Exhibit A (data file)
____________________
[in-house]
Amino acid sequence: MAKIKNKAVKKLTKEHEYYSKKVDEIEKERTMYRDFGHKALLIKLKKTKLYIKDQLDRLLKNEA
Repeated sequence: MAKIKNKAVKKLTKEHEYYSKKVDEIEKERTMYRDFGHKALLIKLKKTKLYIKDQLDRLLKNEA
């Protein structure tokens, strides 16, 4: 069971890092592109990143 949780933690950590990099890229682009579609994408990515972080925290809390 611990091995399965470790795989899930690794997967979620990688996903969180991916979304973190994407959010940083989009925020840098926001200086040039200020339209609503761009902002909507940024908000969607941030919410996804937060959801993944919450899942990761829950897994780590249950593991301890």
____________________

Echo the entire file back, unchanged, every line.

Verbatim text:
[in-house]
Amino acid sequence: MAKIKNKAVKKLTKEHEYYSKKVDEIEKERTMYRDFGHKALLIKLKKTKLYIKDQLDRLLKNEA
Repeated sequence: MAKIKNKAVKKLTKEHEYYSKKVDEIEKERTMYRDFGHKALLIKLKKTKLYIKDQLDRLLKNEA
């Protein structure tokens, strides 16, 4: 069971890092592109990143 949780933690950590990099890229682009579609994408990515972080925290809390 611990091995399965470790795989899930690794997967979620990688996903969180991916979304973190994407959010940083989009925020840098926001200086040039200020339209609503761009902002909507940024908000969607941030919410996804937060959801993944919450899942990761829950897994780590249950593991301890």